The panel will include a talk by Dr. Yasser Abu Jamei, a well-known Palestinian psychiatrist and director of the Gaza Community Mental Health Programs. He will be joined by Professor Liliana Conlisk-Gallegos, Professor of Communication Studies at CSUSB, to talk about militarizing borders and its impact in the cases of Gaza and the Mexican borders. Professor Conlisk-Gallegos will talk about rarely discussed forms of invisible racist violence, which usually take place at the US-Mexico borders regardless of people’s legal status. Professor Conlisk-Gallegos will share her personal experience crossing the borders most of her life. Dr. Abu Jamei and Dr. Conlisk-Gallegos will draw parallels from the two borders focusing on trauma, especially among children. For questions, please email Professor Ahlam Muhtaseb: email@example.com .
Dr. Yasser Abu Jamei
Professor Liliana Conlisk-Gallegos
Dr. Abu Jamei is a general psychiatrist, as well as a child psychiatrist, and a researcher with a Master’s in Neuroscience from the University of Birmingham in the UK. Dr. Abu Jamei has been with the Gaza Community Mental Health Programs since 2004 playing different supervisory, clinical and research roles. He assumed the leadership of the institution in 2014 and continues to serve as the general director overseeing the general operations of the program in providing a world class mental health care with the limited resources available. GCMHP is the largest free standing NGO serving the mental health needs of the population in Gaza, offering multiple programs including outreach to stranded communities isolated by war and poverty. Dr. Abu Jamei will be an invited speaker at the American Public Health Association Annual conference in San Diego this month.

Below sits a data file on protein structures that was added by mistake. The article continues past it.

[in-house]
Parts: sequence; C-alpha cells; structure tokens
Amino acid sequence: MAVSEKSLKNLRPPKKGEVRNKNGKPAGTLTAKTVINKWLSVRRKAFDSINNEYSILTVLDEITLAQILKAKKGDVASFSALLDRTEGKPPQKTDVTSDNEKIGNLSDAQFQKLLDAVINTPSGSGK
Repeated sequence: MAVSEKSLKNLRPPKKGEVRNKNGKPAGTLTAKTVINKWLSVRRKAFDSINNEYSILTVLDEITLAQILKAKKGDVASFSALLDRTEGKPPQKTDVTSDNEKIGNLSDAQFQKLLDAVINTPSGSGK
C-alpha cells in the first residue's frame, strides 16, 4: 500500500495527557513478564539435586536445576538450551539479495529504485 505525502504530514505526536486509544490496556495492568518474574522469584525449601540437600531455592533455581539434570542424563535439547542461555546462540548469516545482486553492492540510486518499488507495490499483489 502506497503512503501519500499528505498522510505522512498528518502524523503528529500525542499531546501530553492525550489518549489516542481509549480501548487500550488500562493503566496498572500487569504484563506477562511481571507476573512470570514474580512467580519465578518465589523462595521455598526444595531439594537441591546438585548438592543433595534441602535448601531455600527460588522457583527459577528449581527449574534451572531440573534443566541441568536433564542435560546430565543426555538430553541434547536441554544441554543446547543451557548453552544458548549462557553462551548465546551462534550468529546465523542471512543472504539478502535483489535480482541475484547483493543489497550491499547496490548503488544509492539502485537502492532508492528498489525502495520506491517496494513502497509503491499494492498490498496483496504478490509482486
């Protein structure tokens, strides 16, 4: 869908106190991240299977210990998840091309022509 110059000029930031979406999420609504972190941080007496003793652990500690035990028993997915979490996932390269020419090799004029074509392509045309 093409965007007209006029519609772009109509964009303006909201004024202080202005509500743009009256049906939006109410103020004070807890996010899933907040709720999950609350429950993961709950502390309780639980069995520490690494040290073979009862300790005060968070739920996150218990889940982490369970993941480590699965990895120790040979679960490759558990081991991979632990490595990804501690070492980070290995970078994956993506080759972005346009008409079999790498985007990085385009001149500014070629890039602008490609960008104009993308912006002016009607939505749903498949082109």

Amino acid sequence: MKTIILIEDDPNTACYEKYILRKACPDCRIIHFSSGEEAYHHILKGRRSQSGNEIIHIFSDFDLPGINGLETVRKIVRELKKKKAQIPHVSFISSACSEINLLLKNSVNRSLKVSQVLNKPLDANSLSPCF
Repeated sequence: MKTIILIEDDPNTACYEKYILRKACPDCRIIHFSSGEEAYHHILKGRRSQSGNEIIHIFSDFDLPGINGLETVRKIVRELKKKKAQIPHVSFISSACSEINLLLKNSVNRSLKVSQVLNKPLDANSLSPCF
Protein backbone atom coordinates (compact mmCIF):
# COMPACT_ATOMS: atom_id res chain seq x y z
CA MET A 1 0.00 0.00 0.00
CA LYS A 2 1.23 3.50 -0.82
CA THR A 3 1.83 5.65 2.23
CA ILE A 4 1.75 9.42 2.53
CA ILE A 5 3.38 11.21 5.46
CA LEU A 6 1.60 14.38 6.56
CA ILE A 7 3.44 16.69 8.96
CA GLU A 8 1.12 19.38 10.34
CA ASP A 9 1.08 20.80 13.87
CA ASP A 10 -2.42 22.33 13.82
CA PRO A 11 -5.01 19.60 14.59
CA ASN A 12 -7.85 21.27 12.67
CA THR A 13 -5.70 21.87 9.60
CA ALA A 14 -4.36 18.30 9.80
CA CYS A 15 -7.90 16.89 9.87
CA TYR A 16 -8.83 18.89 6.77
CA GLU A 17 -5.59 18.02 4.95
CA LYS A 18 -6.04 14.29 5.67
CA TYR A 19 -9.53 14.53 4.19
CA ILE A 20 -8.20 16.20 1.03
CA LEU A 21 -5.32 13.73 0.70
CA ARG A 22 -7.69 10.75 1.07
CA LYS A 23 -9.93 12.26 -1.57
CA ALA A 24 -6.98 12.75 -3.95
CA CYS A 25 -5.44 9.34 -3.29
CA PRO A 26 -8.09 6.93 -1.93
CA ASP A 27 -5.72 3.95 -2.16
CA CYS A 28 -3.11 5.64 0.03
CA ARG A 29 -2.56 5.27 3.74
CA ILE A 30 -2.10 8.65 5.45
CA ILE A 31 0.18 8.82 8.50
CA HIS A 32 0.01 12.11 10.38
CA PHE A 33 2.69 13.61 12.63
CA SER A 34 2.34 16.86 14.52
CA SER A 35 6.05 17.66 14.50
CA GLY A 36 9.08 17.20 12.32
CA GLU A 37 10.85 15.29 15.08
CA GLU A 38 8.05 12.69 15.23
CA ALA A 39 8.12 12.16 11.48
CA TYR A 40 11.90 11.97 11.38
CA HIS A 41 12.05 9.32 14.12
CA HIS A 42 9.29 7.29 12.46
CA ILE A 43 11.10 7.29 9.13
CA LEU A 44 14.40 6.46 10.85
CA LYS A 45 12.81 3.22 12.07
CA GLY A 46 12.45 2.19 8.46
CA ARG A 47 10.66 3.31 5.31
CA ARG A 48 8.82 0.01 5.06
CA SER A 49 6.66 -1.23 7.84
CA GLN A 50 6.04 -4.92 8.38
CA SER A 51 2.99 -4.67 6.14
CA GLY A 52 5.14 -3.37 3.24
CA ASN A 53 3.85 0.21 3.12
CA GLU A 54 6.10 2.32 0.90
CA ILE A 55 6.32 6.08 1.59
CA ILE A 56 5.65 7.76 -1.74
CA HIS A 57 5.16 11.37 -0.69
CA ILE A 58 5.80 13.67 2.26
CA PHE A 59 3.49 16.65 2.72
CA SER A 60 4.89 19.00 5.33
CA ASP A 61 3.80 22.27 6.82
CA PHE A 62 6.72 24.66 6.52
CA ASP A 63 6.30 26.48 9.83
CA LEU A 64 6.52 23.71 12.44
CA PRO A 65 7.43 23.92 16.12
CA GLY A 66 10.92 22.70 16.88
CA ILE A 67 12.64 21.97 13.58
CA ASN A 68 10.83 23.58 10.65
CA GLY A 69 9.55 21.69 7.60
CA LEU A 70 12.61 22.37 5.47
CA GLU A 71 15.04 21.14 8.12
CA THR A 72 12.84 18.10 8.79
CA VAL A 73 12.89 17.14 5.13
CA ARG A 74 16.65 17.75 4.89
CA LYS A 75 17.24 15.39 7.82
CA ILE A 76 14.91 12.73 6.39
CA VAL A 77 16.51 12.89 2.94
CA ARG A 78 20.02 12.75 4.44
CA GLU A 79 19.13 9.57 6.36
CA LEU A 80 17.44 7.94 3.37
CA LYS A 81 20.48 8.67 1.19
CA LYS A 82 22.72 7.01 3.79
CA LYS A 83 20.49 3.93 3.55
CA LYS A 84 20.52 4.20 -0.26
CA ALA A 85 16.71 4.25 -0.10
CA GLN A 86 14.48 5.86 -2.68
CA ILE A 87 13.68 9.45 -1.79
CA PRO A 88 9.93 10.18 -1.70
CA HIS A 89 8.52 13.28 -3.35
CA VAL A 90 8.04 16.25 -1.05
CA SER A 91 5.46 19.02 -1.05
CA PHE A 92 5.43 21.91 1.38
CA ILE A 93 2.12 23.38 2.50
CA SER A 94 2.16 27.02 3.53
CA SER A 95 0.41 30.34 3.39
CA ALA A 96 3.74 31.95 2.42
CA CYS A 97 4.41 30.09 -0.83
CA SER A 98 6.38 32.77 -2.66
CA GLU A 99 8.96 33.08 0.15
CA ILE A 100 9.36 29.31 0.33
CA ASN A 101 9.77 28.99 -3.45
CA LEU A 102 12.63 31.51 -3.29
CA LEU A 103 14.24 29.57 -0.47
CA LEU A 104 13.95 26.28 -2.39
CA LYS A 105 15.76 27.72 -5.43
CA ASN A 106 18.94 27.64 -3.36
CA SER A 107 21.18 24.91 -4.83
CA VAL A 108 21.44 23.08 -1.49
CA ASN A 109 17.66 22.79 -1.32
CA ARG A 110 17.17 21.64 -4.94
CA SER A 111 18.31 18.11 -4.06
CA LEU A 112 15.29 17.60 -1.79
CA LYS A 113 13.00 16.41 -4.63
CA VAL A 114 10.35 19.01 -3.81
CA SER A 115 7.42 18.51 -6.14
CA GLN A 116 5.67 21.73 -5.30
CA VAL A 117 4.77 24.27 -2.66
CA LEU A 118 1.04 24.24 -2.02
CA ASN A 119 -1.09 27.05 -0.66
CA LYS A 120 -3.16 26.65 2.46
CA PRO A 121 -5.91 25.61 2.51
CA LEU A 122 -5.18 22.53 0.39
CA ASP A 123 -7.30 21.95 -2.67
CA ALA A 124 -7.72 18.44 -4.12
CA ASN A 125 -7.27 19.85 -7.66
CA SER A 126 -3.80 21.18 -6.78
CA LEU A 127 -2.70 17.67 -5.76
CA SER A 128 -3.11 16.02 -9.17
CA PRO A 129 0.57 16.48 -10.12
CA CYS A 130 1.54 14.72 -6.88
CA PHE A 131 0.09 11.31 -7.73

Dr. Liliana Conlisk Gallegos is from the Tijuana-San Diego border region in Southern California. She identifies as transfronteriza (transborderite), a sector of society who perpetually crosses borders. The transfronterizo identity is laced by a different form of trauma, one that comes from repeated acts of dehumanization spread across generationally. Her experience living on the border inspired her specialization in the decolonization of current academic perceptions of knowledge. Through her experimentation with “live” research in both content and format she has designed projects involving multimedia production to curate interactive research performances for community healing. One of such performances is The Art of Dreamingworkshop which showcases data in the form of art made by students and community members around the topic of being undocumented and the complex interplay between forms of trauma, resistance, and survival. Data is collected for a digital archive while the art pieces are auctioned off to fundraise for an emergency scholarship for undocumented students at CSUSB.